Dotted throughout New Zealand are numerous railway stations. Each has its own unique history including the Paekākāriki Railway Station, north of Wellington. The station has survived throughout the decades and is an important part of the Paekākāriki village. Kāpiti News editor David Haxton takes a journey back in time to uncover its story.
Thousands and thousands drive past it every day as they make their way up and down the Kāpiti Coast. But how many of those know the humble beginnings of what would become one of the busiest stations in the regions?
The origins of the Paekākāriki Railway Station date back to 1886 when the privately run Wellington and Manawatu Railway Company's line from Wellington to Longburn was completed.
The original station wasn't grand, rather a "small, dark old shanty", an early issue of the NZ Railway Officers' Advocate said.
But by 1908 the New Zealand Railways had taken over the line, completing the North Island Main Trunk Line.
A new station was designed by the widely respected George Troup who designed many stations including the famous Dunedin Railway Station.
The station would become one of the busiest stations outside of the main metropolitan stations for various factors – it was changeover point for engines, patronage was a lot higher, railway people lived nearby, the area was a popular destination especially in the weekends, and it was the end of the suburban line for many years.
"There were picnic trains from Wellington to Paekākāriki," said Dave Johnson, chairman of the Paekākāriki Station Museum.
Its large refreshment room, which opened in the early days, was well renowned for many decades until it closed in about the late 1960s.
"It used to have a beautiful, long, native timber counter," he recalled.
The eight-minute station stop saw people eager for a drink or something to eat in the inviting, and long, refreshment room.
And it was extremely popular, catering for over a million customers a year.
Several of the women who worked at the refreshment room stayed in a New Zealand Railways hostel in nearby Ames St.
One of the more busier times was during World War II with lots of military movements including US Marines who had a heavy presence in Kāpiti between 1942 and 1943.
People crowded the station to see Jean Batten who made the first solo flight from England to New Zealand in 1936 - she stopped at the station during a lecture tour of New Zealand.
By the late 80s-early 90s, the Government was downsizing parts of the railway line with the Paekākāriki station in the line of fire as only part of it was being used.
The community rallied in support of the station and it was spared.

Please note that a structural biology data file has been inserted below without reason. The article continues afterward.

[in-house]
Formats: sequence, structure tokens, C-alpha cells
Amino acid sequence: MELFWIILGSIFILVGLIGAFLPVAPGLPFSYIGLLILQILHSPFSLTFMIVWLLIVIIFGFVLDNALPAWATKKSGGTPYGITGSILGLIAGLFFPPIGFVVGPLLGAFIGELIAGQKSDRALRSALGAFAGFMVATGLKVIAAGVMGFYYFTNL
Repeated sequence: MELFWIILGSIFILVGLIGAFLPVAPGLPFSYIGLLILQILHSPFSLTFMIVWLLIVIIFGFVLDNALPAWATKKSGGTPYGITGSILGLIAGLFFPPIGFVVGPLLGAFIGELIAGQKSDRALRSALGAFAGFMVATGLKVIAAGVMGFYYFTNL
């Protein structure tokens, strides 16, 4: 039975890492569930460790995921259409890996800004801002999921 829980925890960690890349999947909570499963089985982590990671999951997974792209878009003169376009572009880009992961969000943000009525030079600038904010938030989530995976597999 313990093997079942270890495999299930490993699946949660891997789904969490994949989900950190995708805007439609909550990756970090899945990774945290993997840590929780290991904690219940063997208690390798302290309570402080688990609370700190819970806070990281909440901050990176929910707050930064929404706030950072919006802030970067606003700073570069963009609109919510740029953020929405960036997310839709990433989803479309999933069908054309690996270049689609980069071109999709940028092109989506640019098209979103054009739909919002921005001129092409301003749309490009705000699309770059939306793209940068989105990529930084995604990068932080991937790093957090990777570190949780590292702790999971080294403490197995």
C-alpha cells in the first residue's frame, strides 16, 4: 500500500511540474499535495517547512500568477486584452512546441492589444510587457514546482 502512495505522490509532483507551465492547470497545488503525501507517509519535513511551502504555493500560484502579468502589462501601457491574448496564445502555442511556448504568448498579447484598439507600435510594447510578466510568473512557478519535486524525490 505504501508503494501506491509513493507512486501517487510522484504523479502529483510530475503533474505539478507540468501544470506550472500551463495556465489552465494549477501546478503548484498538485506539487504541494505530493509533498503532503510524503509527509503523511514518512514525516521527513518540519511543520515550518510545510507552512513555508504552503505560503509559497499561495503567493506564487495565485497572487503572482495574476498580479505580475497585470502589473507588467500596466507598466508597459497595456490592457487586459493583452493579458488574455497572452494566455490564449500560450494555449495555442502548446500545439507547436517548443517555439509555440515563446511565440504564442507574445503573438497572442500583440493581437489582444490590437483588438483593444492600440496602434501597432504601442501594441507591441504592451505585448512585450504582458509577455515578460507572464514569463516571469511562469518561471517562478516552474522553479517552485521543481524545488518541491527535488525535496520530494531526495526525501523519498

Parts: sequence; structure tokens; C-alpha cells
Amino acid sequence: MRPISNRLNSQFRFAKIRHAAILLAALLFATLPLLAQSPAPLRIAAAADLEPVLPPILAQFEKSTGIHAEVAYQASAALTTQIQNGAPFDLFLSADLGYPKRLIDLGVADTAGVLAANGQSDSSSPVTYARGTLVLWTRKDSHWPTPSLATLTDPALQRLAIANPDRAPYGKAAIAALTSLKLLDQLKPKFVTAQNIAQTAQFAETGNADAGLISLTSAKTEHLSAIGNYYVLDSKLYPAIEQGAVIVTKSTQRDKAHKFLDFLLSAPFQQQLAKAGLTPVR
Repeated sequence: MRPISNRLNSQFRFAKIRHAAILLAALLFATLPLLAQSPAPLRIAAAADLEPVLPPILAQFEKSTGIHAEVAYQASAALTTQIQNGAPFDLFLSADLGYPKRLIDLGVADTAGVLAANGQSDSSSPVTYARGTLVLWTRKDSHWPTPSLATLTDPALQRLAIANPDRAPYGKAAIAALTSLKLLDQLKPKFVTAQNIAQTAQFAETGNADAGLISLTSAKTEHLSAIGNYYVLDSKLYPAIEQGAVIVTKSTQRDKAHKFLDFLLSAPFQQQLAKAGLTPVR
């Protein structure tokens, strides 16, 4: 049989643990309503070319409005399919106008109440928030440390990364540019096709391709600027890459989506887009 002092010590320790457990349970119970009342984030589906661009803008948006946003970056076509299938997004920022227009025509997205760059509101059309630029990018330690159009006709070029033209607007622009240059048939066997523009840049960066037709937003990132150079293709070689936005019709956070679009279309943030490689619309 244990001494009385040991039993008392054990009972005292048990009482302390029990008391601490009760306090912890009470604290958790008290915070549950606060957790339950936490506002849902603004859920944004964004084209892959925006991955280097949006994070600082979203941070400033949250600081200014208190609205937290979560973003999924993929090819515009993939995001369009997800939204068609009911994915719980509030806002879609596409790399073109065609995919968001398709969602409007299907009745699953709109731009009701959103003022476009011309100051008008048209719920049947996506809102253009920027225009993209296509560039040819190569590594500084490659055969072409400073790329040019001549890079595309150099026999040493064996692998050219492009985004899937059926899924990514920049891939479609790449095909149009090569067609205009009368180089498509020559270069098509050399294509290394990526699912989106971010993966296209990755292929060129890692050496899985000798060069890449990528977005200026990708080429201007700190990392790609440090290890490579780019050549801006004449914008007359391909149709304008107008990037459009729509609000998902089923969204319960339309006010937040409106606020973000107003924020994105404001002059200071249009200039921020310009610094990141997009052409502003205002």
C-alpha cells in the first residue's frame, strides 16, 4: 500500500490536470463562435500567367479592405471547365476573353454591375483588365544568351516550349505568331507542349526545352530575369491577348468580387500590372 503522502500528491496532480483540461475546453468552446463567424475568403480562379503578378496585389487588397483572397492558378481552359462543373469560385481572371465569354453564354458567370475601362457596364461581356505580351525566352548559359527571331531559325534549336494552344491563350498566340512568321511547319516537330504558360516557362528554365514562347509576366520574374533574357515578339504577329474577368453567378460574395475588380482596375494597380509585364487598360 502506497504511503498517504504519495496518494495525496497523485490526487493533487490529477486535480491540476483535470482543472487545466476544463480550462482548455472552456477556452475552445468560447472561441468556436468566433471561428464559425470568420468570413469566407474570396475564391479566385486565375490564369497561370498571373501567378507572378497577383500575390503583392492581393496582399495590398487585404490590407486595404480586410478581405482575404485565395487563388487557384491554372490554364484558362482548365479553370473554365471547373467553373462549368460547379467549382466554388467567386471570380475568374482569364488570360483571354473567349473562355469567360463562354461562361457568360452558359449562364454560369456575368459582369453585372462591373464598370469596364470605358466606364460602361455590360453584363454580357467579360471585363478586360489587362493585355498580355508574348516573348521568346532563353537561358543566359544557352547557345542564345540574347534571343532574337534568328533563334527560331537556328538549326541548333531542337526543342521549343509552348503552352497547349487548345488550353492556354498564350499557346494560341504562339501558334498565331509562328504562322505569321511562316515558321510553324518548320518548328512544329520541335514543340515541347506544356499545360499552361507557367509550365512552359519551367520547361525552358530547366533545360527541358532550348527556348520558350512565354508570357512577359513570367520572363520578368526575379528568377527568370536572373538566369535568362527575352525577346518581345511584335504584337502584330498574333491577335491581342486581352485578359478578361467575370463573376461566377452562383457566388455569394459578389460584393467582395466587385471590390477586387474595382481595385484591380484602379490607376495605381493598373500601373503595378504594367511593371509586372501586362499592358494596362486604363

"You couldn't demolish a building like this – it would be a crime," Dave Johnson said.
In 1993, with community support, the Paekākāriki Station Museum was opened, within the station, with stories of local Māori, settlers, railway people and the US Marines.
In 2008 the 100-year celebration of the North Island Main Trunk Line was celebrated with special trains running between Wellington and Auckland.
The occasion was used to celebrate one of the station's restored signal boxes, which sits proudly at the southern end of the platform.
Currently the railway station building is divided into four main sections.
At the southern end is Kakariki Books, owned by Michael O'Leary, a passionate Paekakarikian.
Next to the bookshop is the museum, next to the museum is a waiting room for people to use in winter months, and at the northern end is rooms used by Transdev train drivers and train managers.
Parts of the building are undergoing earthquake strengthening courtesy of the Wellington Regional Council.
Work, which also includes some flooring repairs, and is expected to be finished by the end of July, has meant the museum is temporary closed.
The regional council is also painting the station's historic signal box which dates back to 1915 and is located at the southern end.
A local artist, Frances Krsinich, has been using the signal box as an art studio for the last six months. She will be exhibiting her latest works there in July.
Because of the complexity of Paekākāriki operations and track layout, a signal box was required at each end of the platform.
The system was discontinued in 1985 and replaced with a remote control system.
The northern signal box is at the Ohakune Railway Station.
A large sign near the platform proudly states Paekākāriki is the home of the Paekākāriki Express - not a train, but none other that former All Black Christian Cullen, who grew up in the area.
The railway station has been a major part of the community for a long time, and continues to be treasured by the community.
"It's still very much like a railway town," said O'Leary, noting the nearby Steam Incorporated, a railway heritage and preservation society.
"And it's still a working station, in the sense that we've got railway people here," Johnson added. "Railways have played a big part in Paekākāriki's history."
Michael O'Leary sums it up: "It's an asset not just for Paekākāriki but for the whole of Kāpiti."